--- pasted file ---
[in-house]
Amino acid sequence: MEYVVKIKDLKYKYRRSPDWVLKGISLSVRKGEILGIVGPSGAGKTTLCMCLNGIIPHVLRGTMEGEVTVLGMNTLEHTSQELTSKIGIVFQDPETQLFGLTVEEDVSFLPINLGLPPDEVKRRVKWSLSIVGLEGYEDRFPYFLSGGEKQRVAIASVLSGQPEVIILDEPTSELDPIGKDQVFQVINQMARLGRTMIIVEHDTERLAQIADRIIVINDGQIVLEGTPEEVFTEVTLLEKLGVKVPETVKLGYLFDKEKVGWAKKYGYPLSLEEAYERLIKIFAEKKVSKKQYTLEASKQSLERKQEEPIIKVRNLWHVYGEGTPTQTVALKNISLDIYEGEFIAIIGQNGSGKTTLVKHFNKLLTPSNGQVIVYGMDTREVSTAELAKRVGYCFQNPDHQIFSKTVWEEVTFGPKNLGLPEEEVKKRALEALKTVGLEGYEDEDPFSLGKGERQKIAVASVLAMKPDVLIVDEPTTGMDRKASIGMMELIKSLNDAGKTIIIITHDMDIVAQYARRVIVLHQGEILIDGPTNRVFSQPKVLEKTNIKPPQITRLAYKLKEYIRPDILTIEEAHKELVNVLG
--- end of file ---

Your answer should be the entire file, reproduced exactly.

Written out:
[in-house]
Amino acid sequence: MEYVVKIKDLKYKYRRSPDWVLKGISLSVRKGEILGIVGPSGAGKTTLCMCLNGIIPHVLRGTMEGEVTVLGMNTLEHTSQELTSKIGIVFQDPETQLFGLTVEEDVSFLPINLGLPPDEVKRRVKWSLSIVGLEGYEDRFPYFLSGGEKQRVAIASVLSGQPEVIILDEPTSELDPIGKDQVFQVINQMARLGRTMIIVEHDTERLAQIADRIIVINDGQIVLEGTPEEVFTEVTLLEKLGVKVPETVKLGYLFDKEKVGWAKKYGYPLSLEEAYERLIKIFAEKKVSKKQYTLEASKQSLERKQEEPIIKVRNLWHVYGEGTPTQTVALKNISLDIYEGEFIAIIGQNGSGKTTLVKHFNKLLTPSNGQVIVYGMDTREVSTAELAKRVGYCFQNPDHQIFSKTVWEEVTFGPKNLGLPEEEVKKRALEALKTVGLEGYEDEDPFSLGKGERQKIAVASVLAMKPDVLIVDEPTTGMDRKASIGMMELIKSLNDAGKTIIIITHDMDIVAQYARRVIVLHQGEILIDGPTNRVFSQPKVLEKTNIKPPQITRLAYKLKEYIRPDILTIEEAHKELVNVLG